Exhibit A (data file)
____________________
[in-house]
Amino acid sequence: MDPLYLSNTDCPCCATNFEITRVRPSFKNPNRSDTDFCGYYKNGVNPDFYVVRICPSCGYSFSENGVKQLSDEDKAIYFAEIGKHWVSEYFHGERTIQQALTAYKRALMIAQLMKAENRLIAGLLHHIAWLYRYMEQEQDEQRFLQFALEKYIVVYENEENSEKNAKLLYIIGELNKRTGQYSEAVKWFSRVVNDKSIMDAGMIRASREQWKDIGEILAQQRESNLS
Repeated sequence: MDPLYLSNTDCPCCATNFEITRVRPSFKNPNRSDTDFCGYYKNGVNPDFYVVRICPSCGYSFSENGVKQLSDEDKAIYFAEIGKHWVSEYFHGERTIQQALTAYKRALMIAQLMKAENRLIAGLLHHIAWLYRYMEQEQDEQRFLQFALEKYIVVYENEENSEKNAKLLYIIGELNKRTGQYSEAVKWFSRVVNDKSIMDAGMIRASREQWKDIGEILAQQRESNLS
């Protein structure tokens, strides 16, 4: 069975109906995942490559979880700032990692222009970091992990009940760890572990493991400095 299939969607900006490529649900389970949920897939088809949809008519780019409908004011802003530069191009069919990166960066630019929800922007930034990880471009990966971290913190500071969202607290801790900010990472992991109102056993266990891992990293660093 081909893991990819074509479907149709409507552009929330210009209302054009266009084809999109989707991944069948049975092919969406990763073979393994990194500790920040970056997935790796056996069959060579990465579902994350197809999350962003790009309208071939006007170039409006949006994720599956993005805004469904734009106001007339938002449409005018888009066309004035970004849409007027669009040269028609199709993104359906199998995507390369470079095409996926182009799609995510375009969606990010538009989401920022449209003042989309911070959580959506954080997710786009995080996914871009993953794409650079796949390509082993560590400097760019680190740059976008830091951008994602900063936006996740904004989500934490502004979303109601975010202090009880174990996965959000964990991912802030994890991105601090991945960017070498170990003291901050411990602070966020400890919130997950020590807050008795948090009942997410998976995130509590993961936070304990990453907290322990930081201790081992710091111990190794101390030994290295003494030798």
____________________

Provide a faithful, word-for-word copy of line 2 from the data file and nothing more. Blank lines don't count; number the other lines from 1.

Amino acid sequence: MDPLYLSNTDCPCCATNFEITRVRPSFKNPNRSDTDFCGYYKNGVNPDFYVVRICPSCGYSFSENGVKQLSDEDKAIYFAEIGKHWVSEYFHGERTIQQALTAYKRALMIAQLMKAENRLIAGLLHHIAWLYRYMEQEQDEQRFLQFALEKYIVVYENEENSEKNAKLLYIIGELNKRTGQYSEAVKWFSRVVNDKSIMDAGMIRASREQWKDIGEILAQQRESNLS